An earthquake of magnitude 6.2 shook the North Island of New Zealand on Tuesday (local time) while Prince Harry and Meghan Markle traveled to Auckland.
The earthquake was so significant that much of New Zealand felt it with some tremors in its southern island. Fortunately, one of the few areas for not experiencing significant shaking was Auckland, where Meghan and Harry were visiting local children.
New Zealand is no stranger to the tragic earthquakes, as two people died near Kaikoura in November 2016, according to the Herald of New Zealand. The quake of magnitude 7.8 was one of the largest in New Zealand and lasted approximately 30 seconds.
The country was also hit by another devastating earthquake five years earlier, this was a magnitude of 6.2, the same as the earthquake on Tuesday. Although it was smaller in magnitude than the 2016 earthquake, it killed 180 people and the city of Christchurch is still being rebuilt, Herald informed
At the time of Tuesday's earthquake, Parliament was in session. Speaker Anne Tolley was caught in the unstable live filming calling for the suspension of the meeting and advised members of Parliament to take appropriate security precautions.
As of this moment, there have been no reports of injuries, deaths or damages.
Unaware of the earthquake, the prospective royal parents joined New Zealand's Prime Minister Jacinda Ardern in Auckland to visit Pillars, a charity that supports children who have a father in jail through special mentoring programs. .
The organization celebrated its 30th anniversary this year and is the only charity in New Zealand that is dedicated to supporting the children of inmates through a mentoring program, according to its website.
Meghan, 37, and Harry, 34, already have a special connection with the charity: as a wedding gift for the couple, the New Zealand government donated $ 5,000 to Pillars. During Tuesday's visit, the royal family met with some of the children who directly benefited from the funding.
Turning off her casual outfit from earlier, Meghan changed into a beige Brandon Maxwell dress with matching Stuart Weitzman shoes and a beige Burberry Bishop raincoat for the event. Harry was also formal, opting for a navy blue suit with a white button down.
When the couple arrived, they were greeted with a traditional Karanga, a part of the Maori welcome ceremony. Meghan also received a large bouquet of flowers from a girl in a white dress before the couple climbed the stairs to learn more about the charity.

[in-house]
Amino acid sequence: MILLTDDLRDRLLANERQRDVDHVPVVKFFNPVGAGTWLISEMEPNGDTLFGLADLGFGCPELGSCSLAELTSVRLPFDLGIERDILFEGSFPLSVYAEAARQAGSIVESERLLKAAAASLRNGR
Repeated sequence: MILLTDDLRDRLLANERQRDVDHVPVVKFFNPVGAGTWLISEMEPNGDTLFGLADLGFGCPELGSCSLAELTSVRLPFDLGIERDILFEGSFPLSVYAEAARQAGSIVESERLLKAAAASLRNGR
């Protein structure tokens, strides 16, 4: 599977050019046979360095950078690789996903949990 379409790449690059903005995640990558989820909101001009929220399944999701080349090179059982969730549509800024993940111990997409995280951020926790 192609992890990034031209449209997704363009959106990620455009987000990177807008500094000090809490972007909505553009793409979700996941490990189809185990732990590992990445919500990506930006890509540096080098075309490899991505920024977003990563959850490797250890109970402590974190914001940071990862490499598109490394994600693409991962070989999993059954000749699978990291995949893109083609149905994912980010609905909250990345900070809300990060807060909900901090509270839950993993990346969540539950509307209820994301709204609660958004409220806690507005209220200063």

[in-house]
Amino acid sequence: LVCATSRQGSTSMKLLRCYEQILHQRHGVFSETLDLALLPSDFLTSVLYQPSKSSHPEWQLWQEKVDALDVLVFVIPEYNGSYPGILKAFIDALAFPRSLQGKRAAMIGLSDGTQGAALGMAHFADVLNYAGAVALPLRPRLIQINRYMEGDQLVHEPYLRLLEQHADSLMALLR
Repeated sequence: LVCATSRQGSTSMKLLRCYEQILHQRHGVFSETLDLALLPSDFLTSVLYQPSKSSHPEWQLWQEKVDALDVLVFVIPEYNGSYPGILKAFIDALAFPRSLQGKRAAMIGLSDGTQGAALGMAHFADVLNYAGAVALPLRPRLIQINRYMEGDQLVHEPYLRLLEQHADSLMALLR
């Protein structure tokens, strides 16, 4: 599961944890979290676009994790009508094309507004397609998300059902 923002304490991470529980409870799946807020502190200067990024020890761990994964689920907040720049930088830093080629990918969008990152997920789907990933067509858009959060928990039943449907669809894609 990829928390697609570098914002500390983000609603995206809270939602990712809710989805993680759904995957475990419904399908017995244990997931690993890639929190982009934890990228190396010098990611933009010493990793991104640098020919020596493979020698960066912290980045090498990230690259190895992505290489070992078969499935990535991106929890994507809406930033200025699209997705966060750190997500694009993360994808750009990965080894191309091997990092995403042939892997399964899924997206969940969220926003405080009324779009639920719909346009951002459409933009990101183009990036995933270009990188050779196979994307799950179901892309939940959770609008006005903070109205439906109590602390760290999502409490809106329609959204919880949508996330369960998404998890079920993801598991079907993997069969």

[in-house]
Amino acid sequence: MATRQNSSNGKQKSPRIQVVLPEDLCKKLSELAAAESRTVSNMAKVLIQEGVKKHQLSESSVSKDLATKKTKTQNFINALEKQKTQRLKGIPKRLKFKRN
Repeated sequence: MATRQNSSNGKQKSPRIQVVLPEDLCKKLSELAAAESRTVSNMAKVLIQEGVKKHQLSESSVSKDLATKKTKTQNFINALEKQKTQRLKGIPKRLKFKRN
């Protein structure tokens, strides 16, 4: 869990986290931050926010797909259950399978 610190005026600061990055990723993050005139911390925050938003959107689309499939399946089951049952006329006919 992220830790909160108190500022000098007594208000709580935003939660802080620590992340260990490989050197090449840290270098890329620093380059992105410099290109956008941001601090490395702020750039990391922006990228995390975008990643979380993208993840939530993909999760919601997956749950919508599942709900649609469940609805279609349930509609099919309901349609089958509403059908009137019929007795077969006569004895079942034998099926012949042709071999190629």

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With a child of their own in the spring, the royal couple has proven to be natural with the children during their 16-day tour of Australia, Fiji, Tonga and New Zealand.
During a reception in Sydney, on the sixth day of their actual tour, Harry and Meghan met with members of the local Kookaburra Kids Foundation, which offers support for children whose families have been affected by mental illness.
The couple bent down to play with the children, who exhibited various toys and games for their real visitors.
During their visit to Dubbo, Australia, the Royals received a warm welcome from little Luke Vincent, 6, who gave Meghan a big hug and stroked Harry's beard.
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Prior to their trip to the Pillars on Tuesday, the couple also linked up with local children from the environmental education group, "Trees of Survival," who joined the children to participate in a "welly wanging" contest.
The objective of the game was to launch a Wellington boot, which New Zealanders call "Wellies", as far as possible. (Wellingtons are equivalent to what Americans call rain boots, bean boots or duck boots).
Local children applauded when Meghan showed her strength and won the competition, throwing her red and white polka dot boot about three feet away from Harry's blue boot. For the victory, the Duchess was rewarded with a rain trophy.
In addition to the couple's growing list of baby gifts, Meghan and Harry also received a pair of green and white boots for the newest member of their family.
RELATED VIDEO: Meghan and Harry receive a traditional Maori greeting in New Zealand
The royal couple started their whirlwind 16-day tour of Down Under in Sydney, with several day trips to other parts of the country, and started the Invictus 2018 Games before spending a few days in Fiji and Tonga.
They returned to Sydney for the end of the Invictus Games before heading to New Zealand to finish their tour.
The next step for Meghan and Harry is a fan who meets and greets in Auckland, before ending his day at a reception hosted by the Prime Minister at the Auckland War Museum.